The abolition of ‘perfect bicameralism’ can be achieved either by an outright transition to unicameralism or alternatively by reducing or modifying the Senate’s powers. Depending on the final arrangement, either could help reduce instability and expedite the legislative process. Granting confidence prerogatives to only the Chamber of Deputies would cut the number of votes that might result in withdrawal in half, as, under the current arrangements, Italian administrations usually present the same confidence questions to both chambers. This could potentially increase stability because the government would effectively only need to command the confidence of the lower chamber. As a matter of fact, Italy has the only case of a Prime Minister losing a vote of confidence in the Senate I am aware of (Romano Prodi in 2008). Moreover, reducing the legislative capacity of one chamber could increase efficiency and speed up law-making without relying on emergency procedures. Particularly, the lengthy approval process for legislation proposed by the government – an average of 333 days – has pushed Italian incumbents to rely increasingly on decree-laws. This emergency procedure sets a deadline of sixty days for the legislature to amend, ratify, or reject the decree (art. 77).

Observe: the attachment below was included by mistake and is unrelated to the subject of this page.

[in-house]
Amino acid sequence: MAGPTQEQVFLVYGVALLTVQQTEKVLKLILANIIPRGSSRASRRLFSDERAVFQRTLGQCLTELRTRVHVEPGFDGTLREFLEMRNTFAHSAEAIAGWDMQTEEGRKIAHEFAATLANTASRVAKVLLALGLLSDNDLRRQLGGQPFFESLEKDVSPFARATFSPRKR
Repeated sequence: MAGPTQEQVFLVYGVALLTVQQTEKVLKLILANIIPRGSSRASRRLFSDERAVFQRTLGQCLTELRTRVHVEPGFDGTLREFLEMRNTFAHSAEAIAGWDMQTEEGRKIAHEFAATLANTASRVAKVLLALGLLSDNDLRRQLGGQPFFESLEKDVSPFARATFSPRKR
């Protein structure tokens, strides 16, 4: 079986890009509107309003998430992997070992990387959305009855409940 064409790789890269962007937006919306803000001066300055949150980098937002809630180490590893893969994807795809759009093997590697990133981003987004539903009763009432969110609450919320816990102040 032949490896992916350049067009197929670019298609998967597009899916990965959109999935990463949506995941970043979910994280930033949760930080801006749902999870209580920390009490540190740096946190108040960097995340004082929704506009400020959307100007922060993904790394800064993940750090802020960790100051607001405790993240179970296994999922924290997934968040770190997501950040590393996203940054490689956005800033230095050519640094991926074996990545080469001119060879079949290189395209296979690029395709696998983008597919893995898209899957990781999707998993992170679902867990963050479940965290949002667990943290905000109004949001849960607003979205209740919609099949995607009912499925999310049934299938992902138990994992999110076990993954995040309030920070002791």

Taking stock

While all options would change Italian democracy, the least radical and most compatible with the current institutional setting is German-style chancellorship. It is also the only option that does not introduce additional voting responsibilities. Yet, all three have elements that might lead to increased stability of executives and legislatures. The French IV Republic experience shows that the adoption of semi-presidentialism significantly reduced alternations in power. The second proposal would give the legislature a more robust resolution mechanism by replacing the current no-confidence motion (art. 94) with a constructive one. This might ameliorate the recourse to untimely parliamentary dissolutions at the president’s discretion (nine in total since 1947) and reduce the frequency of non-partisan prime ministers (which would also be the case under the French model). Neither the semi-presidentialism option nor the chancellorship one has alarming shortcomings per se, other than requiring majorly reshaping the Italian Constitution (which is notoriously ‘rigid’ and hard to amend). The final proposal is the most troubling. As well as possibly increasing personalism and encouraging dangerous plebiscitarian tendencies, this option is simply not reconcilable with parliamentarism. Reforming perfect bicameralism, on the other hand, might streamline the legislative process and lessen opportunities for confidence withdrawal.